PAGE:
Summer is here and we are visiting farmers' markets, picking our own berries, and picking up our CSA baskets. This is the first year I have signed up for a CSA basket, and being a single-dweller, I am sharing with my neighbour. I love veggies, but each basket boasts a bevy of magical greens and other lovely treasures from the earth, so in order not to waste, sharing has been the best decision.
The charming farm I chose to receive my vegetable bounty from is called Notre Petite Ferme (Our Little Farm), and although I have not yet met the family and their team, they have been wonderful with communication and so far I'm quite pleased with my share of the crop!
This week's basket contained:
- romaine lettuce
- pac choi (similar to bok choy)
- green onions
- garlic scapes
- rabioles (white turnips)
I had some baby carrots on hand and, and quite honestly, I am not a huge fan of baby carrots but I had them and did not want to waste them. What do you do when you don't really like baby carrots? You roast them for soup! I decided to make a roasted carrot and tomato soup, using as many ingredients from the basket as possible. As I was roasting my veg, I made a salad to tide me over. A simple arugula salad with tomato, green onion, hemp hearts, raw pumpkin seeds and sliced almonds with a drizzle of olive oil and the juice of half a lemon, seasoned with salt and pepper was just the thing to get my dinner started.
Here is what you will need to make the soup:
(Makes roughly 5 portions)
- 1 hour of your time (I did other things as the roasting and simmering happened)
- a blender, a stock pot and a cookie sheet
- 1 can of whole tomatoes or crushed tomatoes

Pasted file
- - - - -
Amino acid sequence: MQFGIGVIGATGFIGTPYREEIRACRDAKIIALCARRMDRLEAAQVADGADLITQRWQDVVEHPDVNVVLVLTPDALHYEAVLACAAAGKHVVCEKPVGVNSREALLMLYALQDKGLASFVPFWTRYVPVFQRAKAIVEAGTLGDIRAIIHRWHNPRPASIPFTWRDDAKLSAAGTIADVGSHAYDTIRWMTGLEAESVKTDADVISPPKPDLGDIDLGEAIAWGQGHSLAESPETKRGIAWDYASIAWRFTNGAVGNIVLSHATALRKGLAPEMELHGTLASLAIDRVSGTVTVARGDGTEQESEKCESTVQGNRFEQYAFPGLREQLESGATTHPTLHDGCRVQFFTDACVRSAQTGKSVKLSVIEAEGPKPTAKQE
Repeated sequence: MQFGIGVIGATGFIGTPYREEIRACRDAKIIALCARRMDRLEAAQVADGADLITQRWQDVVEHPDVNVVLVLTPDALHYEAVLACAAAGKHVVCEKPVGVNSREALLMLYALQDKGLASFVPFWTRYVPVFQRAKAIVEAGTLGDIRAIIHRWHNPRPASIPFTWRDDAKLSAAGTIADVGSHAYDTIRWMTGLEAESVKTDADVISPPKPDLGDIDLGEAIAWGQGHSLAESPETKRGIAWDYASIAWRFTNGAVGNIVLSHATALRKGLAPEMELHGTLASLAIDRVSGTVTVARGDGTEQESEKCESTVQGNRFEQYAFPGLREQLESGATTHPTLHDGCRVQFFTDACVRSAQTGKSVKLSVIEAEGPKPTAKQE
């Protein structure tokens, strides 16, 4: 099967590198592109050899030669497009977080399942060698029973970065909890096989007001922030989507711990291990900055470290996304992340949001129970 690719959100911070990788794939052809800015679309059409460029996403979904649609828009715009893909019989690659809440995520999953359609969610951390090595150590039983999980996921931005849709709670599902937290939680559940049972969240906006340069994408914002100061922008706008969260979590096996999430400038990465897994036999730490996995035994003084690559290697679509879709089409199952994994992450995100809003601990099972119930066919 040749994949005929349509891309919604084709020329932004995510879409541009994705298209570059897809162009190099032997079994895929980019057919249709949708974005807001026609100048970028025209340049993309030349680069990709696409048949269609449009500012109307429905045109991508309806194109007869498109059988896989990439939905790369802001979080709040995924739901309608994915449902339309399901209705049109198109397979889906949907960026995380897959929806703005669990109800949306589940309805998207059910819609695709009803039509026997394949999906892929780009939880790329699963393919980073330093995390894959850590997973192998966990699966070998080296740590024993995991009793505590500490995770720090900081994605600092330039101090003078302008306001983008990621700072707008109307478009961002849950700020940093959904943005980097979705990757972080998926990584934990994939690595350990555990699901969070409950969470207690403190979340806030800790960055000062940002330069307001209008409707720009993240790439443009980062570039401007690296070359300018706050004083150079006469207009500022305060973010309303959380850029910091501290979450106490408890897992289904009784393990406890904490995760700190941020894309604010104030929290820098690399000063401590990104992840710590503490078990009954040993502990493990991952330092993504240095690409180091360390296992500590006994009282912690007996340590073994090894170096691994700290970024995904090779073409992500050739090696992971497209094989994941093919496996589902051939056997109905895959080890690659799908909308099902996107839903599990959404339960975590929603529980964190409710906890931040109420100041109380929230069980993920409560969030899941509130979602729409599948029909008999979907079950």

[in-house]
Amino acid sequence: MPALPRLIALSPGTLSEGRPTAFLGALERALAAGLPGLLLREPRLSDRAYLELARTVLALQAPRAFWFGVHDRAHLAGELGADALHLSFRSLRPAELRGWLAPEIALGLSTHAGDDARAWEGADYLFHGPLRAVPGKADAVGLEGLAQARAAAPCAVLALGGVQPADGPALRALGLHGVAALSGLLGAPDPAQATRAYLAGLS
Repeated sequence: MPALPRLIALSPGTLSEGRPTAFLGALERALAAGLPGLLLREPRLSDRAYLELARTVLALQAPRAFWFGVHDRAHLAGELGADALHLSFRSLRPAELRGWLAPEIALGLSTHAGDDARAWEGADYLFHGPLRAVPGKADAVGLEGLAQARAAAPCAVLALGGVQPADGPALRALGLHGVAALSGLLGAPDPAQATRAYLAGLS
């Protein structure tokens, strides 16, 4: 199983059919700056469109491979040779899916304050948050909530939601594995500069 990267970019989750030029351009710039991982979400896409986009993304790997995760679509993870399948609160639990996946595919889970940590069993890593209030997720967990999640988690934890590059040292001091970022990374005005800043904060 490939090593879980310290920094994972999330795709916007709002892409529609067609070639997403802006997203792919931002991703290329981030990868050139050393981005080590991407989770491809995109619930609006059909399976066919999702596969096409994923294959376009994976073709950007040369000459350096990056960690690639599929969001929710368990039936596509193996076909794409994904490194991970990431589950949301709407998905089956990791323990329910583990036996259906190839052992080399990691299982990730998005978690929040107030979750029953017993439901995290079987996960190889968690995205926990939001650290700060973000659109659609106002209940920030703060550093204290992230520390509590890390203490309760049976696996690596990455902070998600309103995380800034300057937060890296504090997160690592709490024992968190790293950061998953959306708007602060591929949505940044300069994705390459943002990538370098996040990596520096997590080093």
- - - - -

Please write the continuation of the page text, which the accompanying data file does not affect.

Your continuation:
- 1/2 can of tomato paste
- 3 cloves of garlic
- a small knob of ginger
- 3 large handfuls of baby carrots
- 2 rabioles
- 3 handfuls of greens (I used the tops to the rabioles and the pac choi)
- 1 bunch cilantro
- 2 cups vegetable broth
- 2 cups water
- salt and pepper to taste
To start the soup, I pre-heated my oven to 400 degrees Fahrenheit and lined a cookie sheet with parchment paper. When the oven was ready, I roasted the baby carrots with the red onion (rough-chopped), the whole cloves of garlic, sliced ginger and sliced rabioles, a liberal drizzle of olive oil, and a bit of salt and pepper. While you are roasting, check periodically and turn the veggies over, messing them around a bit to ensure optimal browning and roasted awesomeness.
While I was roasting the root veg, I brought to a boil the tomatoes, tomato paste, vegetable broth, lemon juice and water and then reduced it to a simmer. When the veggies were done (roughly 30 minutes in my 1970s oven), I added them to the stock pot and then added the greens, cilantro and salt and pepper. I brought it to a boil again and then back down to a simmer.
When you are at this step, remove the lid and let the soup cool a bit. Then transfer the soup into a blender and liquefy. If I had a food processor I might have used that instead, and it is important to note that I had to blend in 3 batches. Have some empty vessels on hand to hold the blended soup while you are still working on what's in the stock pot.
Once the soup is blended throughout, return it to the stock pot and bring it to your desired soup-slurping temperature. The result was a fresh-tasting soup with the primary flavours of tomato, cilantro and "roasted awesomeness" coming through.
This would be an easy soup to add coconut milk to, or yogurt or even curry to boost the flavours. You could also simmer it for a longer time period if your schedule permits. For now, I am quite happy with the result of this fresh soup that was super easy to make! I simply wanted to taste the vegetables, get some use out of the baby carrots and the rabiole greens, and make a healthy dinner that I can enjoy again tomorrow at lunch.
Let me know if you try this recipe or a variation of it in the comments below and please share your thoughts!
I guess it would be safe to say I am pretty excited for the weeks and months to come to see what my "little farm" will bring me to play with next!